5 Redeeming group tour factors

2012-12-18 09:06

kalahari.com

Going on a guided group tour has never been my idea of a fun holiday. 

I mean, why would anyone willingly give up their underutilized autonomy to follow someone with a little silver badge and a funny accent's whim of what a good vacation entails? Not to mention the bit where you have to put up with the irrelevant requests and bucket list bullet points of the far-too-many-strangers taking up far too much of your personal space.

It just doesn't make sense!

At least, it didn't until I recently found myself slap-bang in the middle of a group tour to Vietnam... and actually kind of... well... enjoyed it. 

I had braced myself for the scenario beforehand, deciding I would just grit my teeth and bear it in the name of wanderlust and new passport stamps.

However, as I met the members of my 10-piece travelling troupe at the Qatar check-in counter at OR Tambo International Airport and saw a similar sort of resolve in each of their eyes, a bit of my own started to crumble. 

By the time we touched down at Noi Bai International Airport in Vietnam's capital, Hanoi some 20 hours later and met the small man with the big smile who would be our guide for the following ten days, I knew my well-nurtured, preconceived ideas about these sorts of trips were about to be challenged and challenged severely.

His name was Lee van Cuong - Cuong (pronounced Kong) for short - and the value he added to our Vietnam experience was priceless. As a born and bred Hanoian and a Viet Cong veteran (which would make him a ‘bad guy' in our American movie reference framework) to boot, the insights he provided about his beautiful country and its tumultuous history were far more substantial than any guidebook could ever offer. Not to mention humorous, and perhaps best of all, painfully honest. 
So, here are my top 5 reasons why a guided tour isn't all that bad.

1. Less responsibility, more fun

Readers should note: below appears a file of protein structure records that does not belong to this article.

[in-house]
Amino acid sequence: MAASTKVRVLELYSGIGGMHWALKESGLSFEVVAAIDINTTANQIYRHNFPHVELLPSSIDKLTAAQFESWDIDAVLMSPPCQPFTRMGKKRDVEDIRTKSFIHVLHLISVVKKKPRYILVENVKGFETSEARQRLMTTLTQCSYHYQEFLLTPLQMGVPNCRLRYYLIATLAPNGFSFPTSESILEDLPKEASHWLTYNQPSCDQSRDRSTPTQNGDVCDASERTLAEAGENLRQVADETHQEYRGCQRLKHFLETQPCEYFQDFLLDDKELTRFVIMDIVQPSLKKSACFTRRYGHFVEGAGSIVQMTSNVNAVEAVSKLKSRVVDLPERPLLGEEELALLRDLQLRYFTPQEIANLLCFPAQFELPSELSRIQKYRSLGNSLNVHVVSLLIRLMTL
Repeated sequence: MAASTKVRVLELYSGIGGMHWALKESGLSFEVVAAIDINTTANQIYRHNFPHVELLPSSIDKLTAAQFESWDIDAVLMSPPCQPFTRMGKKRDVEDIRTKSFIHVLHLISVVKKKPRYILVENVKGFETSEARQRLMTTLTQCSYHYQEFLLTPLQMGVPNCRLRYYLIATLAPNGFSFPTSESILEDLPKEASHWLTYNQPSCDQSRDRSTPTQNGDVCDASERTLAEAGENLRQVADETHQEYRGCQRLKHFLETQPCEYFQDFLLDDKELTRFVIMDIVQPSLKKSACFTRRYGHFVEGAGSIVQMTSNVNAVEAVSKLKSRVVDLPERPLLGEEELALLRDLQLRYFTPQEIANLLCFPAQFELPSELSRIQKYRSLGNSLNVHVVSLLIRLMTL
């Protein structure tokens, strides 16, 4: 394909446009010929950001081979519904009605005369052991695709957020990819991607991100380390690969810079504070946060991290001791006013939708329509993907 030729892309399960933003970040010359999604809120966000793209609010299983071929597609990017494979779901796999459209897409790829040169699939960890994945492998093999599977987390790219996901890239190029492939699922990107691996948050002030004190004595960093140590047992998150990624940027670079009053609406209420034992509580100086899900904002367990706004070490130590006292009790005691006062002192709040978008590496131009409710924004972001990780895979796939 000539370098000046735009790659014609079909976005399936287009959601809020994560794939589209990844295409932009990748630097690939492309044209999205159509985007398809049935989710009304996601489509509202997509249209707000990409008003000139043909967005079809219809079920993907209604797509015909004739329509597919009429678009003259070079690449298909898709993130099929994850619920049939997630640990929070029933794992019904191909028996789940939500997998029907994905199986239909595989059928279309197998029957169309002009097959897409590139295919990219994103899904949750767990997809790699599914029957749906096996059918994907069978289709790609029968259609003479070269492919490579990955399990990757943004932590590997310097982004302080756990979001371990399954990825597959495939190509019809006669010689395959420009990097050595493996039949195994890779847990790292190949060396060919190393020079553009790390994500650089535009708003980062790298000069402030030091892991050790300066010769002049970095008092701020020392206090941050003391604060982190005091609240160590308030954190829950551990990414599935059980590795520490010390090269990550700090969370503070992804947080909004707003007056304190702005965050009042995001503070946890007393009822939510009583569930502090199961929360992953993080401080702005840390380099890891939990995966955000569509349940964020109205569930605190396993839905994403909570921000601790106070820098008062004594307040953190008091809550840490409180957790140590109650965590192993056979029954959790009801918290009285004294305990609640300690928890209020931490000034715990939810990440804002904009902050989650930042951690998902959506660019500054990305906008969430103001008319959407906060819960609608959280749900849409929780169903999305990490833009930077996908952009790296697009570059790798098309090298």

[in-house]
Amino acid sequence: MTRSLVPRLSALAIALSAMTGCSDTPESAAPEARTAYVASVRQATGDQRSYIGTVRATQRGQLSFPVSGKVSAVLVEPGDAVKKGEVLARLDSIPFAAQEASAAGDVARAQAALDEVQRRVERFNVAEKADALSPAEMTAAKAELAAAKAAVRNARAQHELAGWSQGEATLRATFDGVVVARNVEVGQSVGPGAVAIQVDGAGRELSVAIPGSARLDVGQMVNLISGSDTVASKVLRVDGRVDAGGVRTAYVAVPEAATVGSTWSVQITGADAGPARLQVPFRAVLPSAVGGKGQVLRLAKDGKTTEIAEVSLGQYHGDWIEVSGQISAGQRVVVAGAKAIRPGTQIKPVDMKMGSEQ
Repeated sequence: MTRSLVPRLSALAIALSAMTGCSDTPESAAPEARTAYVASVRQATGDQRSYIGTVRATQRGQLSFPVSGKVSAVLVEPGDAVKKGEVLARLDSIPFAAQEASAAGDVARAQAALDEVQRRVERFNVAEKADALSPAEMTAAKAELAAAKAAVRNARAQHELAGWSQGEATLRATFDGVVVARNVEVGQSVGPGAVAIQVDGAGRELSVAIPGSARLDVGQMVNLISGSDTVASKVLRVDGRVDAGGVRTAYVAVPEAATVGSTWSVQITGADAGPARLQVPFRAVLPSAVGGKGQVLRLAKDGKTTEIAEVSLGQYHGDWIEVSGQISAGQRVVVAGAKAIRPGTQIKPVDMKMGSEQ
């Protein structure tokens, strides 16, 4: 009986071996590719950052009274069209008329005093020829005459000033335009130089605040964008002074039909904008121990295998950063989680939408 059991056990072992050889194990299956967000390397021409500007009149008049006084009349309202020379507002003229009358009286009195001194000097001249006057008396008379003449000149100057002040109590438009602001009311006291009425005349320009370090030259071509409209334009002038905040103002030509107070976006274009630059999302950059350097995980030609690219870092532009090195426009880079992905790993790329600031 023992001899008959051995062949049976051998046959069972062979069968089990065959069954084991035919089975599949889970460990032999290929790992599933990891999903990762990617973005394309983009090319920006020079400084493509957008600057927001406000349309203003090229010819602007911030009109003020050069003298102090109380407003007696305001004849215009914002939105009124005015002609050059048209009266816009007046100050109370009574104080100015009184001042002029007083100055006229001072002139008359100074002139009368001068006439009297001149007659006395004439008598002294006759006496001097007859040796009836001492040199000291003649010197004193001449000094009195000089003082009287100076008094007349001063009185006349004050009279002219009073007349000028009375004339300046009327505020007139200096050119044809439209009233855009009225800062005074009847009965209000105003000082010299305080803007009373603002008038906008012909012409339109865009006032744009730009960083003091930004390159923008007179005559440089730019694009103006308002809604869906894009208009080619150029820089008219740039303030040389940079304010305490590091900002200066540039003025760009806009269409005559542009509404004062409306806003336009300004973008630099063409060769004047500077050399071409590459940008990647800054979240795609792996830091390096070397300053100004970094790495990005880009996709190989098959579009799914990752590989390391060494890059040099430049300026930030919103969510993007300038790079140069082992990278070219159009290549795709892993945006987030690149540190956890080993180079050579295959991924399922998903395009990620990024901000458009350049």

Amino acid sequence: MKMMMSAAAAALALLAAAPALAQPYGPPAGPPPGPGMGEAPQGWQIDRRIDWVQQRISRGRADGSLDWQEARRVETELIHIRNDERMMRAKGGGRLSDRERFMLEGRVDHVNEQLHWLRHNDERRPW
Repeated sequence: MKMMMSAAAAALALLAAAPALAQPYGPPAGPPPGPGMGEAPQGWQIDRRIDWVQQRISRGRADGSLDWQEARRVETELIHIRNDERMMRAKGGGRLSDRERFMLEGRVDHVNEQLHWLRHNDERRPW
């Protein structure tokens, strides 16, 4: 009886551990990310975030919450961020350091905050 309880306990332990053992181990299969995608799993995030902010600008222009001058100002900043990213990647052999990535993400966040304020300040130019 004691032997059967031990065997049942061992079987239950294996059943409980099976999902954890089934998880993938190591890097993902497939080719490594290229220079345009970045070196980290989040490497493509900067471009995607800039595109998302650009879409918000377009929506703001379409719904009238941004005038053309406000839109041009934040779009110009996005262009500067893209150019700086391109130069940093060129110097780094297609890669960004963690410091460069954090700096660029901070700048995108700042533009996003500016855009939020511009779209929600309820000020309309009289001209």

While travelling by yourself has its obvious perks, there is one major drawback: responsibility. Everything from visa applications to flight times to wake-up calls and following directions on unknown roads are all up to you and if you get something wrong, there's nothing to fall back on (and no one to blame).

A guided tour, on the other hand, requires only two major responsibilities: getting to breakfast on time and making sure your camera is in working order. Okay, three, if you include keeping an eye on your passport. 

Because of this, a guided tour actually offers you a lot more time and energy to soak up your surrounds. 

2. Insight a guide book can't give

Photo: Lee van Cuong at Vietnam's father of communism, Ho Chi Minh's tomb in Hanoi. 

I had, of course, heard about the Vietnam war, seen movies like Forest Gump and admired the large scale protest movements that it sparked - Woodstock 69 and all that. But the ugly, ugly reality of that long-ago (like before my time) and far away war would probably never have hit me, had I not met Cuong. During long hours on the bus (the speed limit is really low in Vietnam, so it takes about twice as long to get anywhere there as it does here) he would regale us with tales from the years (YEARS!!) he spent fighting for the communist cause in the tropical jungles in the south of the country. While many were light-hearted, they would inevitably end with a shake of his head and the oft-repeated line: "but it was awful (which he'd pronounce something like 'awfuw'). War is awful. Communism is awful."